Olympus Camedia D-395
The 3.2-megapixel Olympus Camedia D-395 offers a nice set of basic features at a very affordable price. However, its 33mm lens (35mm-camera equivalent) limits its versatility. It doesn't cost much more to get a camera with a 3X zoom lens, a feature that most people will find is worth paying a little extra for.
In typical Olympus fashion, the D-395 has a sliding lens cover that, when opened, powers up the camera. Its moderate size and weight--6.8 ounces with batteries and an xD-Picture Card installed--put this camera in the pocketable class, while it's not too small for larger hands to operate.
Aside from the flash, the self-timer, and the digital zoom (which are directly accessible via a four-way arrow pad), you change settings by using a graphical dial and menus on the LCD. Once you get the hang of using the dial, decipher what the icons mean, and learn to navigate the tabbed menus, the system is easy to use. However, if you're accustomed to using dedicated buttons for setting changes, you may find it a bit unwieldy and time-consuming.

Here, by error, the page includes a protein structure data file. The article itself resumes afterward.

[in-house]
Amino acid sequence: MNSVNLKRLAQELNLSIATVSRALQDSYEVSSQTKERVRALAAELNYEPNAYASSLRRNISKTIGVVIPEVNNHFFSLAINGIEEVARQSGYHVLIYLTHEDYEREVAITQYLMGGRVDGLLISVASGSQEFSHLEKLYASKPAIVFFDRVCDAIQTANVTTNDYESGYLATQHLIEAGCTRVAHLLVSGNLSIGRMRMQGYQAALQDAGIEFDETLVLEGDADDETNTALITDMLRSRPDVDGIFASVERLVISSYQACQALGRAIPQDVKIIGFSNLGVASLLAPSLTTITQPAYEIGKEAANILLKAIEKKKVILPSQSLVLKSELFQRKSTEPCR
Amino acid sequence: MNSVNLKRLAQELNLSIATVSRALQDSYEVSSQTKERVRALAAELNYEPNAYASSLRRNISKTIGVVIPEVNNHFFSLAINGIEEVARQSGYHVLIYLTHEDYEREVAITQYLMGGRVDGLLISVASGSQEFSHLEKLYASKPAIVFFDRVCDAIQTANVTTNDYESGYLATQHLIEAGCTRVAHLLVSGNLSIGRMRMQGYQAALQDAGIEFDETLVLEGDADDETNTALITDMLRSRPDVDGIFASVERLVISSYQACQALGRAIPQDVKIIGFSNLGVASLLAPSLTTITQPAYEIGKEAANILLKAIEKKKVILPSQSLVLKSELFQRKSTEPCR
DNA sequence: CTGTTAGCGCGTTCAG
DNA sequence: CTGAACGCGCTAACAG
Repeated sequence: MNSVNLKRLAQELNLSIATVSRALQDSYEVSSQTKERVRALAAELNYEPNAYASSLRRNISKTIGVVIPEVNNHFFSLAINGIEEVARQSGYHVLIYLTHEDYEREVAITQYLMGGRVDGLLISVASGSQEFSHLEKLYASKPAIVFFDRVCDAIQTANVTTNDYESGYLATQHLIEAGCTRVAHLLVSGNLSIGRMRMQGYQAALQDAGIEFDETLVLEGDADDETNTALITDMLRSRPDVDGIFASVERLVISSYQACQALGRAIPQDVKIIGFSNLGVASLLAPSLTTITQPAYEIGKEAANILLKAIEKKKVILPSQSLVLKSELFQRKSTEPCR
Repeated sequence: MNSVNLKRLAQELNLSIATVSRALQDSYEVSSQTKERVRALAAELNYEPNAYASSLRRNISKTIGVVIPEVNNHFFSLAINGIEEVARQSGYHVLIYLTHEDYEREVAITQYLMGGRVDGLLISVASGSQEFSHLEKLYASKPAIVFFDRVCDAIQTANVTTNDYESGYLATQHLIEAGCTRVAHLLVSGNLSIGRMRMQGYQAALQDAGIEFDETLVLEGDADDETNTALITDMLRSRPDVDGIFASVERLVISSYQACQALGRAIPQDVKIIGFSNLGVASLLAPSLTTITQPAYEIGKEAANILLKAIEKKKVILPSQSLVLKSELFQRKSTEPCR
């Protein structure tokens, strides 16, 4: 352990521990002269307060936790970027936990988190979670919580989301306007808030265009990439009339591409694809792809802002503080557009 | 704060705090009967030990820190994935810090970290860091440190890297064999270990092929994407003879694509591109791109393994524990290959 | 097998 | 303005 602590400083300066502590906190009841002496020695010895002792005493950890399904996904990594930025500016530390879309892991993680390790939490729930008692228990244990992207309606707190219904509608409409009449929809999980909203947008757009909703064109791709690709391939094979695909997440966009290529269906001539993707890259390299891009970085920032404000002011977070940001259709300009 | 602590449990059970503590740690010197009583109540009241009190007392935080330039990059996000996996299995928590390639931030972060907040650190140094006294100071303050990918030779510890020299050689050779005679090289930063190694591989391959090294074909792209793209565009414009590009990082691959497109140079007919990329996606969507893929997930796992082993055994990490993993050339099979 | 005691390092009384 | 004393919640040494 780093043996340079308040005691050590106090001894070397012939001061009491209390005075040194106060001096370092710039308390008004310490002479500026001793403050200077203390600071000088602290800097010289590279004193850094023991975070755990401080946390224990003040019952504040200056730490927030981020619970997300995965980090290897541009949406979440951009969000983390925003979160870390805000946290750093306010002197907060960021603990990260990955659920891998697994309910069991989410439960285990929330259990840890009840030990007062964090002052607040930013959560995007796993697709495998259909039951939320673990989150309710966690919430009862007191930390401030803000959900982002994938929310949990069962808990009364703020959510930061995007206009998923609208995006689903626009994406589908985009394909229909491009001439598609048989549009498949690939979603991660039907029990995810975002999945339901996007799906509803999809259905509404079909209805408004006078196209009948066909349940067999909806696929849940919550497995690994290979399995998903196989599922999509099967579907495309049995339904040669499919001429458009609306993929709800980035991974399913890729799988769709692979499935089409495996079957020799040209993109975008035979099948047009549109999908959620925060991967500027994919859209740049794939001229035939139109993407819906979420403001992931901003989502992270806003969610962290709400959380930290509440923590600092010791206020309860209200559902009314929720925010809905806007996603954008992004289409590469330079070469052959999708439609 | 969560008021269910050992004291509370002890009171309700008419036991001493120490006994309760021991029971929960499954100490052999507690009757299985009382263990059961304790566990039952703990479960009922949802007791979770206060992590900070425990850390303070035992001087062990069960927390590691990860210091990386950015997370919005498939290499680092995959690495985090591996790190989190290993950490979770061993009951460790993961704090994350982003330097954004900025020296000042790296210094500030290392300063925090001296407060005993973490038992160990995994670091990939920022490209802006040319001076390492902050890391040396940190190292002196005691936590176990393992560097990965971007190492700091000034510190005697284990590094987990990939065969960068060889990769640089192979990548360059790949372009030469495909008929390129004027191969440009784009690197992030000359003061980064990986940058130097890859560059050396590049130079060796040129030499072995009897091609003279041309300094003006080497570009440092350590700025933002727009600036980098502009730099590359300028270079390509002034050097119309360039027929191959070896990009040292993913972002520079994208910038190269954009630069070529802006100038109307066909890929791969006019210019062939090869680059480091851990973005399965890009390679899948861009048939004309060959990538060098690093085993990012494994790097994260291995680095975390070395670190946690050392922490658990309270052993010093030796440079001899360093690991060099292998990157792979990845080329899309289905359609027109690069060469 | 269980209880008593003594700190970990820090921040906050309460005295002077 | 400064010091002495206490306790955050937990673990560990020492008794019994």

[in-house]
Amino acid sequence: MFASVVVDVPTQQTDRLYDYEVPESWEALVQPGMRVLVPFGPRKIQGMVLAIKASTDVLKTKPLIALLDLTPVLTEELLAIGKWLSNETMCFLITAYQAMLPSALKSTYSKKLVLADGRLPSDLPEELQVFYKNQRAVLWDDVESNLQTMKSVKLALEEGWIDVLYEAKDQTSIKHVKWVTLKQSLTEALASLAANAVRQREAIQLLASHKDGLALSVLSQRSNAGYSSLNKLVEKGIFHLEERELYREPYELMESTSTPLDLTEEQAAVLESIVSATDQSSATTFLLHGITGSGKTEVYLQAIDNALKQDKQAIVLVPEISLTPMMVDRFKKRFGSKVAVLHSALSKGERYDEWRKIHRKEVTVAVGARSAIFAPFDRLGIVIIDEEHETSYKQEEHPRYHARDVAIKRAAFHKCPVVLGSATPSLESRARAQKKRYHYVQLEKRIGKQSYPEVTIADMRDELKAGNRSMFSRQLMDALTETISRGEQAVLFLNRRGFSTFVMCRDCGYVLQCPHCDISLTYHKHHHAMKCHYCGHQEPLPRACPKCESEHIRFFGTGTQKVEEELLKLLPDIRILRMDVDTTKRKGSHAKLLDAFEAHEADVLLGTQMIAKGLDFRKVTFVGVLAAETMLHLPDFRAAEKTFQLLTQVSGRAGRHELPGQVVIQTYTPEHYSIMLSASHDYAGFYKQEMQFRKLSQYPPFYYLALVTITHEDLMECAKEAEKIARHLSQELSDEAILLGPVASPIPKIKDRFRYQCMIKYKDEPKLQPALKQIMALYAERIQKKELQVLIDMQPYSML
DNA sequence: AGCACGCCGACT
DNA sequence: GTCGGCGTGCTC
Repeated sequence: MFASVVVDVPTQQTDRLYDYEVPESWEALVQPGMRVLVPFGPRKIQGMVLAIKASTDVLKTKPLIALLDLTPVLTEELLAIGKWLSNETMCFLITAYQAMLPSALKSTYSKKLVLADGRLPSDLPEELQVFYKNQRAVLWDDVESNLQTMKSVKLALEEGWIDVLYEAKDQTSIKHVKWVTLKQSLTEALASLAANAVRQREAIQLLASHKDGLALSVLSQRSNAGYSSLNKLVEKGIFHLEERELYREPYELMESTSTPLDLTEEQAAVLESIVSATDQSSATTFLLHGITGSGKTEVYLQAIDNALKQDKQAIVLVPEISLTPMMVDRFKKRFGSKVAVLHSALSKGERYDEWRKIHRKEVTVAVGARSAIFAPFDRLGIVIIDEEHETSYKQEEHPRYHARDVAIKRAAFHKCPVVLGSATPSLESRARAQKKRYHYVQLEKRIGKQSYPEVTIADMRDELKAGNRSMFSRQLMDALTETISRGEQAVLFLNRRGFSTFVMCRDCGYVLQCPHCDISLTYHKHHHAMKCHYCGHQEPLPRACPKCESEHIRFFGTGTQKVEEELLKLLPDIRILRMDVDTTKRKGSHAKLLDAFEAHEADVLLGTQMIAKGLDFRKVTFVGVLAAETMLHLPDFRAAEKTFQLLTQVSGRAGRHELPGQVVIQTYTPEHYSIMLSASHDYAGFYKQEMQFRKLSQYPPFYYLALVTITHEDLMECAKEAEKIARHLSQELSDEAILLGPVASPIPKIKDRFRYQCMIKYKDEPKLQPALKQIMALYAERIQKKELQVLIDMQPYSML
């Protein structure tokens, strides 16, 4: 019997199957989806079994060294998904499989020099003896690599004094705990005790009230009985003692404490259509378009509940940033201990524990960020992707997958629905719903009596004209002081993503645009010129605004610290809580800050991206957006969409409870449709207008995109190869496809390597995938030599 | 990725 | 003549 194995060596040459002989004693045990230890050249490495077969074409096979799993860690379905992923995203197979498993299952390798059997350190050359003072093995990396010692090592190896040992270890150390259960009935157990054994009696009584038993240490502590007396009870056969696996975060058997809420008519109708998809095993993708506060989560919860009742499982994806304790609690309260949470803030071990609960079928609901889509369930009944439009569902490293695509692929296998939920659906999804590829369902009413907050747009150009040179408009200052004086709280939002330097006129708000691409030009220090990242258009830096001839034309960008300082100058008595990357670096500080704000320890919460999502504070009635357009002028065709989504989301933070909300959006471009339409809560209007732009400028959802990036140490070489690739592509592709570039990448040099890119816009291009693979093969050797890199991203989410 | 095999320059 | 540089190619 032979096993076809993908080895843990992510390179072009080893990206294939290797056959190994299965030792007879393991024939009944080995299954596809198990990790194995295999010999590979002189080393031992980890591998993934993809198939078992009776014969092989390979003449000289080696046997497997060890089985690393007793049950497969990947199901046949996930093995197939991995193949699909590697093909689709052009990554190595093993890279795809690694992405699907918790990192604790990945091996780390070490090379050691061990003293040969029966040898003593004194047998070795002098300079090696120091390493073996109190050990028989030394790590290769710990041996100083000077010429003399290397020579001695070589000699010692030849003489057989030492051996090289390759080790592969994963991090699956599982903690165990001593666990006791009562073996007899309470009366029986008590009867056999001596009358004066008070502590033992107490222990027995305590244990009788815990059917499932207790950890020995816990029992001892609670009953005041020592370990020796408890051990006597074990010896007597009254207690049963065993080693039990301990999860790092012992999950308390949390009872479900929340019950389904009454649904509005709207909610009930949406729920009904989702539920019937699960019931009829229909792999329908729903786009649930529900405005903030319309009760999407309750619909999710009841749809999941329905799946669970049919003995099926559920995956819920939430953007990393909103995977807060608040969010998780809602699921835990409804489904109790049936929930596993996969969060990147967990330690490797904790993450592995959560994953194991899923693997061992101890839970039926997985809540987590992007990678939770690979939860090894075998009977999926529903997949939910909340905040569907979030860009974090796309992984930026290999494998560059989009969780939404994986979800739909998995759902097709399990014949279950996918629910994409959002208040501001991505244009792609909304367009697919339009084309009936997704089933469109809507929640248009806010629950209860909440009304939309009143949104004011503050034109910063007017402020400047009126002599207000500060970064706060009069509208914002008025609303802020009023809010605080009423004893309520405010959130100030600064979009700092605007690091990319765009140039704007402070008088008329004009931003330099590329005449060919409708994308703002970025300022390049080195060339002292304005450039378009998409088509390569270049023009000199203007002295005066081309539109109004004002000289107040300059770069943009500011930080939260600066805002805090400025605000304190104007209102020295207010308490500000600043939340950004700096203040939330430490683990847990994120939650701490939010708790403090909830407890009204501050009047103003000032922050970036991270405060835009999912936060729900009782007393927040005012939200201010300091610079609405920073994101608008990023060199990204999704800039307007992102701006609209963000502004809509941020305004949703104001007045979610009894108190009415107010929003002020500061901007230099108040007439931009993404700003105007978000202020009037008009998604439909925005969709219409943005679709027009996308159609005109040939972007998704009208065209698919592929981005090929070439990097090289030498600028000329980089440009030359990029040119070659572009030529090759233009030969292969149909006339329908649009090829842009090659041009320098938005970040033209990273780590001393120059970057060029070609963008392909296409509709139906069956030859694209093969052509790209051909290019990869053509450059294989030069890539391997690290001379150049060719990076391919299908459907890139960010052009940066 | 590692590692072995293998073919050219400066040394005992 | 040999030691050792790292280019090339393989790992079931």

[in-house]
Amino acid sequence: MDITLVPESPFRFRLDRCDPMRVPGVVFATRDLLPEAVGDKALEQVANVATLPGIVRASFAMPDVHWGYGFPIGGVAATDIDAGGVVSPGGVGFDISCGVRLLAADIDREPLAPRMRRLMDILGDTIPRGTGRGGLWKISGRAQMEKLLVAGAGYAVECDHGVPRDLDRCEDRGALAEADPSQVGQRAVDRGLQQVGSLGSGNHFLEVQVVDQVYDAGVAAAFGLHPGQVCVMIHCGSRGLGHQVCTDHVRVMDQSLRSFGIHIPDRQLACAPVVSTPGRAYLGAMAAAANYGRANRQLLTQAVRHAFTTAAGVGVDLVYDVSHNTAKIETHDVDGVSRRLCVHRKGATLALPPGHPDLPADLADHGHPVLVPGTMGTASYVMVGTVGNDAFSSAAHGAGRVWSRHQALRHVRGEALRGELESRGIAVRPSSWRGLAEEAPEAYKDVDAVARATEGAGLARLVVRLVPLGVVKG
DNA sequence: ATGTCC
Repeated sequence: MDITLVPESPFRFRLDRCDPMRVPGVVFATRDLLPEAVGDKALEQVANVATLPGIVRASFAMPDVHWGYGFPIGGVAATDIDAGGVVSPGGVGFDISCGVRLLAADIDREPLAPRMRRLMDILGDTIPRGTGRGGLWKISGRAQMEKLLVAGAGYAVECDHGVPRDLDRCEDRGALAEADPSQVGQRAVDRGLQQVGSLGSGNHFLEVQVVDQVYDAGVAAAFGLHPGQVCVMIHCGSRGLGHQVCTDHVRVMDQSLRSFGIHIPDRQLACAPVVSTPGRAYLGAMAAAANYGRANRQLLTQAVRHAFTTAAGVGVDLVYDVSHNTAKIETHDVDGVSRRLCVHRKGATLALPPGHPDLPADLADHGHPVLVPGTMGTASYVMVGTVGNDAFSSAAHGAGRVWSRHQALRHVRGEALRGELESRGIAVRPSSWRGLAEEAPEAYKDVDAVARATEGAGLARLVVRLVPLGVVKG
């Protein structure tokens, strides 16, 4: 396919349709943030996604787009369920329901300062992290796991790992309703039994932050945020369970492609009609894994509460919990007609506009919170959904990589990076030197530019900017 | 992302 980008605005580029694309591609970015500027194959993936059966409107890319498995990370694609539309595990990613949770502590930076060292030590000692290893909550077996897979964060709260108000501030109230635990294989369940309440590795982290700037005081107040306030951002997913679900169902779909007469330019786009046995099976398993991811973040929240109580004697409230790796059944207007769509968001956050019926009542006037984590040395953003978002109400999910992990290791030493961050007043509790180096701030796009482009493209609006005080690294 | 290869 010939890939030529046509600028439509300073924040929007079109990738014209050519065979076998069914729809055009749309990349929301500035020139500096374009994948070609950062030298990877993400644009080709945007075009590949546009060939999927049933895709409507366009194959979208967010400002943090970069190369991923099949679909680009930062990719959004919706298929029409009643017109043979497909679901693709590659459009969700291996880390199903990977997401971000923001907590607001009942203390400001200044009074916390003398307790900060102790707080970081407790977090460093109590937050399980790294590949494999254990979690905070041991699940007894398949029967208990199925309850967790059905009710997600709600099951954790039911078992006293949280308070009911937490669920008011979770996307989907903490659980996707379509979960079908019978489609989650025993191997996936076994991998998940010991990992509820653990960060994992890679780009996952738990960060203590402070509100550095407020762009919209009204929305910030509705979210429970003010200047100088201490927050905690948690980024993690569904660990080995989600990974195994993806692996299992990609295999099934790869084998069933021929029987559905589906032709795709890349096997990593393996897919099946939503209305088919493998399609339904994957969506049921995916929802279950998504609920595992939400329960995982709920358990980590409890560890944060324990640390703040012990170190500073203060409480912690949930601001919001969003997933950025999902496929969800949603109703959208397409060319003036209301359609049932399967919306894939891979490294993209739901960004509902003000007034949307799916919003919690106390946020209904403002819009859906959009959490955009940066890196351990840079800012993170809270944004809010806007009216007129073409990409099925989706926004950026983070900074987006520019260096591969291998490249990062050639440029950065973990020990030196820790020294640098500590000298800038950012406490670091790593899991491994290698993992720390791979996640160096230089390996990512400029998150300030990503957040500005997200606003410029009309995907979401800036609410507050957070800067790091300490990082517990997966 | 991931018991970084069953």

The D-395's feature set is pared down to the very basics, including several scene modes and white-balance presets, as well as exposure compensation and silent video capture. But Olympus has provided a few extra features for the point-and-shoot set, such as in-camera resizing for e-mail and also black-and-white and sepia effects. Each of these processes produces a separate file, so you retain your original. Panorama and two-in-one pictures are also available. For fun, you can create a nine-frame still image from movie clips.
Conveniently powered by one CR-V3 or two AA batteries, the D-395 offers performance that's a mixed bag. On the plus side, its 3.26-second start-up time to first shot wasn't bad, but its shutter lag extended to almost a second, and the shot-to-shot time was average or below at about 3.3 seconds without the flash and 4.6 seconds with it.
With a few exceptions, images were well exposed, with pleasingly rendered and saturated colors. An occasional underexposure surprised us, while hot spots from an overzealous flash in macro shots did not. Our test shots were moderately sharp, but details were sometimes soft or missing.